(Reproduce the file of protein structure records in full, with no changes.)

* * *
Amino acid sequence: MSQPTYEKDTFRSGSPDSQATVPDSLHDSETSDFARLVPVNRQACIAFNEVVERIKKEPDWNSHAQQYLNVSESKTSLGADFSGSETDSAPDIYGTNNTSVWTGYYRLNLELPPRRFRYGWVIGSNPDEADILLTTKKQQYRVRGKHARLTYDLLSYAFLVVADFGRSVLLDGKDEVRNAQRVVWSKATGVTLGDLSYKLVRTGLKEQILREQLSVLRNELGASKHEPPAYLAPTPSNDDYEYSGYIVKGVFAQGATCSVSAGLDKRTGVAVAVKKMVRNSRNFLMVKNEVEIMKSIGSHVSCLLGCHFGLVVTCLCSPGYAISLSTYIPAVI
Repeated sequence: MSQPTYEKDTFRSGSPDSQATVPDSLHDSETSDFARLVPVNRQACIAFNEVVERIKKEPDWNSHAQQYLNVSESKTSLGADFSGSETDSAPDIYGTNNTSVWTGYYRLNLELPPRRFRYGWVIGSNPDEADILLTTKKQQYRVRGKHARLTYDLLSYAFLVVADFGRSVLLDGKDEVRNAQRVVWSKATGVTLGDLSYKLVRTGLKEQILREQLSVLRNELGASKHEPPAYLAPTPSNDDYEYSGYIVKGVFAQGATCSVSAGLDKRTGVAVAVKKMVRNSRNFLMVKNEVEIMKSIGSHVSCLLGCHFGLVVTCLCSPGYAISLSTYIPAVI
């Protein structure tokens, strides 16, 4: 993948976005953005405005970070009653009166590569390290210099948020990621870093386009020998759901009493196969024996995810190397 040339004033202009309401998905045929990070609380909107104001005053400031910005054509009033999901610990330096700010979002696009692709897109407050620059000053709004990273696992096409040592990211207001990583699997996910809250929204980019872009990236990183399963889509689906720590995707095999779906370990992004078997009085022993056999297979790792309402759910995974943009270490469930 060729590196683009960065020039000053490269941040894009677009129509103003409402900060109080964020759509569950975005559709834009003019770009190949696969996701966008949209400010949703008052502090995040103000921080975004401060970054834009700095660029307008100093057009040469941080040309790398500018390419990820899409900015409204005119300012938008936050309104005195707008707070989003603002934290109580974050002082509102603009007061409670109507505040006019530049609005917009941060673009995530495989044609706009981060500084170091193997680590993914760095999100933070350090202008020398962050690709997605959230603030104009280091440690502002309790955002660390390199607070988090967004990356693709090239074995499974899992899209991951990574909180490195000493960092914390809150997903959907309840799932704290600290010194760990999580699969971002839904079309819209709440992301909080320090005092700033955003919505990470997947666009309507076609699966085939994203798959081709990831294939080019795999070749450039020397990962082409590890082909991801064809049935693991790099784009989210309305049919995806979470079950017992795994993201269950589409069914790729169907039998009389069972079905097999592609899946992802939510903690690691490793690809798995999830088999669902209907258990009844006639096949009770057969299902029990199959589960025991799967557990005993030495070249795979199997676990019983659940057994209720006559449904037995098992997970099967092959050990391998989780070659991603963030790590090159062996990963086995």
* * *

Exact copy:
Amino acid sequence: MSQPTYEKDTFRSGSPDSQATVPDSLHDSETSDFARLVPVNRQACIAFNEVVERIKKEPDWNSHAQQYLNVSESKTSLGADFSGSETDSAPDIYGTNNTSVWTGYYRLNLELPPRRFRYGWVIGSNPDEADILLTTKKQQYRVRGKHARLTYDLLSYAFLVVADFGRSVLLDGKDEVRNAQRVVWSKATGVTLGDLSYKLVRTGLKEQILREQLSVLRNELGASKHEPPAYLAPTPSNDDYEYSGYIVKGVFAQGATCSVSAGLDKRTGVAVAVKKMVRNSRNFLMVKNEVEIMKSIGSHVSCLLGCHFGLVVTCLCSPGYAISLSTYIPAVI
Repeated sequence: MSQPTYEKDTFRSGSPDSQATVPDSLHDSETSDFARLVPVNRQACIAFNEVVERIKKEPDWNSHAQQYLNVSESKTSLGADFSGSETDSAPDIYGTNNTSVWTGYYRLNLELPPRRFRYGWVIGSNPDEADILLTTKKQQYRVRGKHARLTYDLLSYAFLVVADFGRSVLLDGKDEVRNAQRVVWSKATGVTLGDLSYKLVRTGLKEQILREQLSVLRNELGASKHEPPAYLAPTPSNDDYEYSGYIVKGVFAQGATCSVSAGLDKRTGVAVAVKKMVRNSRNFLMVKNEVEIMKSIGSHVSCLLGCHFGLVVTCLCSPGYAISLSTYIPAVI
């Protein structure tokens, strides 16, 4: 993948976005953005405005970070009653009166590569390290210099948020990621870093386009020998759901009493196969024996995810190397 040339004033202009309401998905045929990070609380909107104001005053400031910005054509009033999901610990330096700010979002696009692709897109407050620059000053709004990273696992096409040592990211207001990583699997996910809250929204980019872009990236990183399963889509689906720590995707095999779906370990992004078997009085022993056999297979790792309402759910995974943009270490469930 060729590196683009960065020039000053490269941040894009677009129509103003409402900060109080964020759509569950975005559709834009003019770009190949696969996701966008949209400010949703008052502090995040103000921080975004401060970054834009700095660029307008100093057009040469941080040309790398500018390419990820899409900015409204005119300012938008936050309104005195707008707070989003603002934290109580974050002082509102603009007061409670109507505040006019530049609005917009941060673009995530495989044609706009981060500084170091193997680590993914760095999100933070350090202008020398962050690709997605959230603030104009280091440690502002309790955002660390390199607070988090967004990356693709090239074995499974899992899209991951990574909180490195000493960092914390809150997903959907309840799932704290600290010194760990999580699969971002839904079309819209709440992301909080320090005092700033955003919505990470997947666009309507076609699966085939994203798959081709990831294939080019795999070749450039020397990962082409590890082909991801064809049935693991790099784009989210309305049919995806979470079950017992795994993201269950589409069914790729169907039998009389069972079905097999592609899946992802939510903690690691490793690809798995999830088999669902209907258990009844006639096949009770057969299902029990199959589960025991799967557990005993030495070249795979199997676990019983659940057994209720006559449904037995098992997970099967092959050990391998989780070659991603963030790590090159062996990963086995």